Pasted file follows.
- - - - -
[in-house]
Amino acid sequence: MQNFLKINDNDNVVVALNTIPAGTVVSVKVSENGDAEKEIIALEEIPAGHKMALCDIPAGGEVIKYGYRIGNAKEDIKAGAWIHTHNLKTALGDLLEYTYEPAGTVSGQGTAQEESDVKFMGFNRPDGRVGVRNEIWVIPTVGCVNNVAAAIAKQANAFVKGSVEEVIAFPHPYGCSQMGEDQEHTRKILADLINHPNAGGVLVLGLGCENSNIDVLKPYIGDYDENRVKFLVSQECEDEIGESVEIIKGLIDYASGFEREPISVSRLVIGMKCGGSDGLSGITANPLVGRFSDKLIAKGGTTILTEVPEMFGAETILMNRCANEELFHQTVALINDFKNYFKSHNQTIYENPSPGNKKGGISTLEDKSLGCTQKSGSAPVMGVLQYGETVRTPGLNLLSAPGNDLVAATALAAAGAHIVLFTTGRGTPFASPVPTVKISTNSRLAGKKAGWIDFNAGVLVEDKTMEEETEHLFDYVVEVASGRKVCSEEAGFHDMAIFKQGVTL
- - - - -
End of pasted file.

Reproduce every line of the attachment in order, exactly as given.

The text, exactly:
[in-house]
Amino acid sequence: MQNFLKINDNDNVVVALNTIPAGTVVSVKVSENGDAEKEIIALEEIPAGHKMALCDIPAGGEVIKYGYRIGNAKEDIKAGAWIHTHNLKTALGDLLEYTYEPAGTVSGQGTAQEESDVKFMGFNRPDGRVGVRNEIWVIPTVGCVNNVAAAIAKQANAFVKGSVEEVIAFPHPYGCSQMGEDQEHTRKILADLINHPNAGGVLVLGLGCENSNIDVLKPYIGDYDENRVKFLVSQECEDEIGESVEIIKGLIDYASGFEREPISVSRLVIGMKCGGSDGLSGITANPLVGRFSDKLIAKGGTTILTEVPEMFGAETILMNRCANEELFHQTVALINDFKNYFKSHNQTIYENPSPGNKKGGISTLEDKSLGCTQKSGSAPVMGVLQYGETVRTPGLNLLSAPGNDLVAATALAAAGAHIVLFTTGRGTPFASPVPTVKISTNSRLAGKKAGWIDFNAGVLVEDKTMEEETEHLFDYVVEVASGRKVCSEEAGFHDMAIFKQGVTL